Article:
I was looking forward to this festival for an entire calendar year, since last year I was enlightened by the experience I had on just the last day of the festival. This year, I went on Friday after my first week of teaching ended, only to get there just in time for Tribal Seeds playing while I was setting up camp. I hustled as fast as I could go because I was psyched to finally be seeing Groundation. My friends who are really into reggae have been telling me about how great they were for the last two years, and I have missed them the last few chances that I had, so I was not going to pass up this opportunity. They were beyond impressive! The amount of energy that the band puts out is electric. The lead singer and guitar player, Harrison Stafford floored me. His energy, voice, poise, and clear connection to the music was better than anyone I saw that entire weekend. What a warm-up they were for an incredible night of music! Beats Antique graced the stage next with a few beautiful dancers with expressions that could even hypnotize a Republican. A good friend of mine and bass player from Philadelphia, Ben Henry travelled all the way here for the festival, and he was convinced that the Beats Antique set was his favorite of the weekend. It was hard to argue with him on that, but my personal favorite of the weekend was who was next. The Polish Ambassador is a pioneer on so many levels. He is not only putting DJs to shame with his dance party beats that are impossible to stand still to, but he is on the cutting edge of environmental sustainability and diversity within the music that he plays with girlfriend, Ayla Nereo. They have become the king and queen of every festival that I attended this summer.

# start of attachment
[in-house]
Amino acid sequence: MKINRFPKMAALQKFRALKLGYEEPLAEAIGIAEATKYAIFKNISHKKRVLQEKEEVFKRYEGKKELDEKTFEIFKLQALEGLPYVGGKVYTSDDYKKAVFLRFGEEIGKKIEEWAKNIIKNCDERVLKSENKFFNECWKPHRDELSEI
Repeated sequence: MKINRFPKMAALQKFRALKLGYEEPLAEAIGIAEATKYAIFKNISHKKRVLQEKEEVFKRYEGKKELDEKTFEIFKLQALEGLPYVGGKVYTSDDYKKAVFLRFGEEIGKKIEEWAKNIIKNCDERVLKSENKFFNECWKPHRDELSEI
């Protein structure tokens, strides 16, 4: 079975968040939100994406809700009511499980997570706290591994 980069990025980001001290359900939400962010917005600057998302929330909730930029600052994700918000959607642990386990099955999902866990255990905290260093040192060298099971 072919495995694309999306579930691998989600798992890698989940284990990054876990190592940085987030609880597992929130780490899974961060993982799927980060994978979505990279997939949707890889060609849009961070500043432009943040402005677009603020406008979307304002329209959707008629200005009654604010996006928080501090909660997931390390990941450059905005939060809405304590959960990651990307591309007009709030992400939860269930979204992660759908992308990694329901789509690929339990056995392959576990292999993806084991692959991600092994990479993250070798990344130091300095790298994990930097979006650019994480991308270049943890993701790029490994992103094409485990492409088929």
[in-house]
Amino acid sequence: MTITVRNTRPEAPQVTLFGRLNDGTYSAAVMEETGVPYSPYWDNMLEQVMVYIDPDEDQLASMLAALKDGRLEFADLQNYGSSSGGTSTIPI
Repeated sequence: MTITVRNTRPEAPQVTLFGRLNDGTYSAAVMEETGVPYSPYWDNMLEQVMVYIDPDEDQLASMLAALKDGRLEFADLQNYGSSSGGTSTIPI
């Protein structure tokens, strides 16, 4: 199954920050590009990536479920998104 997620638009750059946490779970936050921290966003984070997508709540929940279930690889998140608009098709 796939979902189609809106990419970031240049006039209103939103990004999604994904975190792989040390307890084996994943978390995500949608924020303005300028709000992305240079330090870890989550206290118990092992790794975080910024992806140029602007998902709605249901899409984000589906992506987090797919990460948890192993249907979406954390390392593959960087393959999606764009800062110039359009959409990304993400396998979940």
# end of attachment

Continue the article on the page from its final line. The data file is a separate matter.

After an excellent night of music, although it ended a bit too early, I was ready to really explore the grounds of the Sunrise Ranch. I found the press area and pool fairly early in the day as the rain barely trickled around the grounds. I passed focused drum circle classes, parades, and beautiful day time music as I walked to the press area. While in the press area organizing interviews for the press for a bit, I got a chance to really have a great conversation with two of the friendliest and talented musicians on the grounds.